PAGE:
Sunday, May 9, 2010

The National Breastfeeding Awareness Campaign: A Frame That Ignores Potential Barriers and Alienates Women- Nicole Santomauro


The current health recommendation is that all mothers breastfeed their child exclusively for the first 6 months of their baby’s life, and continue to breastfeed for at least the first 1-2 years. Breastfed babies have a decreased risk of death during the first year of life, diabetes, ear infections, obesity, and hospitalization from asthma or pneumonia. Mothers who breastfeed also have a decreased risk of breast cancer, ovarian cancer and type II diabetes (11). The federal government’s Healthy People 2010 and 2020 guidelines both include an objective to increase the proportion of mothers who breastfeed their babies (13).

In 2004, a two-year National Breastfeeding Awareness Campaign (NBAC) became the first multi-media campaign to promote breastfeeding for the recommended 6 months among first-time parents who would not normally breastfeed their baby (7). The overall goal of the campaign was to increase the proportion of mothers who breastfeed in the early postpartum period to 75% and those within 6 months postpartum to 50% by 2010 (13). The campaign consisted of both media outreach and community based demonstration projects. The media aspect of the NBAC will be specifically analyzed in this paper. The media campaign was launched in June 2004 and consisted of television commercials, magazine advertisements, and radio promotions (14).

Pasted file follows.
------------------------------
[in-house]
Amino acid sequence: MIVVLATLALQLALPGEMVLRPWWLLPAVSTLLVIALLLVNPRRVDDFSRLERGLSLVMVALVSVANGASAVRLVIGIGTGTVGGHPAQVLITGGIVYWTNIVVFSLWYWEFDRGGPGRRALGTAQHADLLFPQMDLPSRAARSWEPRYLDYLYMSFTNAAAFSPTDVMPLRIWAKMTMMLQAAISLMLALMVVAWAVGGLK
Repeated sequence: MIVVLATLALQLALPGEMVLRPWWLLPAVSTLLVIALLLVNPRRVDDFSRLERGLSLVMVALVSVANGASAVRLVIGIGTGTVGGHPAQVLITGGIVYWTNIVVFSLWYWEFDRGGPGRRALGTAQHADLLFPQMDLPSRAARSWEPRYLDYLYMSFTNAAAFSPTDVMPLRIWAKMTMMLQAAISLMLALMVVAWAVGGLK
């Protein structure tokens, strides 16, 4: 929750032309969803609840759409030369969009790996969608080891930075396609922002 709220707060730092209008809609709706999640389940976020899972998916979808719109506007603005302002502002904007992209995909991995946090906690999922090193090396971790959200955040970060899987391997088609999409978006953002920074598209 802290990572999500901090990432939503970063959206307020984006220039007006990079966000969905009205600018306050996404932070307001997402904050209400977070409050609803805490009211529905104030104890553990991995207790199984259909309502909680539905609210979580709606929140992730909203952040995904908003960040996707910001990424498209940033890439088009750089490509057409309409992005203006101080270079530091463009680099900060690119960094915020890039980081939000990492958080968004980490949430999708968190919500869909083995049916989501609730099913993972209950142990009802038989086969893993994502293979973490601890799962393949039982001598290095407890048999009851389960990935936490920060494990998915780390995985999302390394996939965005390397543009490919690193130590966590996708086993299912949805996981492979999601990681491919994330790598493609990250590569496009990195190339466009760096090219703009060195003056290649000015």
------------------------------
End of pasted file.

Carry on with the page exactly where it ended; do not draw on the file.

Critique 1: The NBAC assumes rational behavior

The NBAC follows the Health Belief Model (HBM). This model describes health behavior as motivated by the perceived susceptibility and perceived severity to a poor health outcome balanced with the perceived benefits and perceived barriers to the health behavior in question. This theory states that a person will perform the health behavior of interest if they believe that they are susceptible to the poor health outcome, this outcome will have severe consequences on their life, there is a benefit to performing the health behavior in question and the barriers to performing this action are relatively low. The individual’s behavior is also affected by a cue to action (usually the intervention itself) and the individual’s self efficacy or the belief that they are capable of changing their health behavior (5).